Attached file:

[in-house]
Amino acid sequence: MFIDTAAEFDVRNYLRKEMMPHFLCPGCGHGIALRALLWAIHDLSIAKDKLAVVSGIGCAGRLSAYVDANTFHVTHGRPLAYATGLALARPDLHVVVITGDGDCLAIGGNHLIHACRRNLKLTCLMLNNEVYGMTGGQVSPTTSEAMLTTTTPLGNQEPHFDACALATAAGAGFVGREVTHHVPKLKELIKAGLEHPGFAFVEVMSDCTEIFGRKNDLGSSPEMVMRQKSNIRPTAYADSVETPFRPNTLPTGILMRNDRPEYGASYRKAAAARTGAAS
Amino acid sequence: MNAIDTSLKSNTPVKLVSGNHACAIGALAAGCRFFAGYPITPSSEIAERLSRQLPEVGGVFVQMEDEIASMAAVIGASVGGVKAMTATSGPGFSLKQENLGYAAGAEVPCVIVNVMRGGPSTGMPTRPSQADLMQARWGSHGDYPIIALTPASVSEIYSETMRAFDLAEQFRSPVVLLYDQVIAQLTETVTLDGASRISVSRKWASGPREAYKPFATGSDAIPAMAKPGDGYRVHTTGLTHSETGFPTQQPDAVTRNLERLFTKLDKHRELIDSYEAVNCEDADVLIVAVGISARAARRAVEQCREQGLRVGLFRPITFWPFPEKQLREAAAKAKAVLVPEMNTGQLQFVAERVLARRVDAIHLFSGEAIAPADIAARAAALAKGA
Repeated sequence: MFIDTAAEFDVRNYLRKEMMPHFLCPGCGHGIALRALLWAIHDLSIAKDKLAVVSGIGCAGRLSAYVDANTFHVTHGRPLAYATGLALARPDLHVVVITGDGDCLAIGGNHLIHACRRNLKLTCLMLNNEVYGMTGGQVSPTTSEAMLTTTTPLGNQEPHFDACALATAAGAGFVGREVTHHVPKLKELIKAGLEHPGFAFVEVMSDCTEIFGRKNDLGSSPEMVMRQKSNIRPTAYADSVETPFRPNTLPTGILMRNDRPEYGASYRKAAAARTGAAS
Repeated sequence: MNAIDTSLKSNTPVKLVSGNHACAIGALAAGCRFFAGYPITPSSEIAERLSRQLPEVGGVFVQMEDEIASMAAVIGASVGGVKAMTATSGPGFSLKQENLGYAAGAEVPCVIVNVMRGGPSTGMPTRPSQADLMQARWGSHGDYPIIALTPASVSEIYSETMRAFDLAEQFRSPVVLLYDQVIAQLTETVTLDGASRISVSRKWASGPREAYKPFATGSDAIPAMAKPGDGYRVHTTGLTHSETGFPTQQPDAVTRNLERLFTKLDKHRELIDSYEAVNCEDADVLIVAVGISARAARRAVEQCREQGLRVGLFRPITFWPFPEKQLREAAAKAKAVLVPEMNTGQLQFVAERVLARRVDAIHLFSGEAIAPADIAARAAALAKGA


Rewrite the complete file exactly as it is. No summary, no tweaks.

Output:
[in-house]
Amino acid sequence: MFIDTAAEFDVRNYLRKEMMPHFLCPGCGHGIALRALLWAIHDLSIAKDKLAVVSGIGCAGRLSAYVDANTFHVTHGRPLAYATGLALARPDLHVVVITGDGDCLAIGGNHLIHACRRNLKLTCLMLNNEVYGMTGGQVSPTTSEAMLTTTTPLGNQEPHFDACALATAAGAGFVGREVTHHVPKLKELIKAGLEHPGFAFVEVMSDCTEIFGRKNDLGSSPEMVMRQKSNIRPTAYADSVETPFRPNTLPTGILMRNDRPEYGASYRKAAAARTGAAS
Amino acid sequence: MNAIDTSLKSNTPVKLVSGNHACAIGALAAGCRFFAGYPITPSSEIAERLSRQLPEVGGVFVQMEDEIASMAAVIGASVGGVKAMTATSGPGFSLKQENLGYAAGAEVPCVIVNVMRGGPSTGMPTRPSQADLMQARWGSHGDYPIIALTPASVSEIYSETMRAFDLAEQFRSPVVLLYDQVIAQLTETVTLDGASRISVSRKWASGPREAYKPFATGSDAIPAMAKPGDGYRVHTTGLTHSETGFPTQQPDAVTRNLERLFTKLDKHRELIDSYEAVNCEDADVLIVAVGISARAARRAVEQCREQGLRVGLFRPITFWPFPEKQLREAAAKAKAVLVPEMNTGQLQFVAERVLARRVDAIHLFSGEAIAPADIAARAAALAKGA
Repeated sequence: MFIDTAAEFDVRNYLRKEMMPHFLCPGCGHGIALRALLWAIHDLSIAKDKLAVVSGIGCAGRLSAYVDANTFHVTHGRPLAYATGLALARPDLHVVVITGDGDCLAIGGNHLIHACRRNLKLTCLMLNNEVYGMTGGQVSPTTSEAMLTTTTPLGNQEPHFDACALATAAGAGFVGREVTHHVPKLKELIKAGLEHPGFAFVEVMSDCTEIFGRKNDLGSSPEMVMRQKSNIRPTAYADSVETPFRPNTLPTGILMRNDRPEYGASYRKAAAARTGAAS
Repeated sequence: MNAIDTSLKSNTPVKLVSGNHACAIGALAAGCRFFAGYPITPSSEIAERLSRQLPEVGGVFVQMEDEIASMAAVIGASVGGVKAMTATSGPGFSLKQENLGYAAGAEVPCVIVNVMRGGPSTGMPTRPSQADLMQARWGSHGDYPIIALTPASVSEIYSETMRAFDLAEQFRSPVVLLYDQVIAQLTETVTLDGASRISVSRKWASGPREAYKPFATGSDAIPAMAKPGDGYRVHTTGLTHSETGFPTQQPDAVTRNLERLFTKLDKHRELIDSYEAVNCEDADVLIVAVGISARAARRAVEQCREQGLRVGLFRPITFWPFPEKQLREAAAKAKAVLVPEMNTGQLQFVAERVLARRVDAIHLFSGEAIAPADIAARAAALAKGA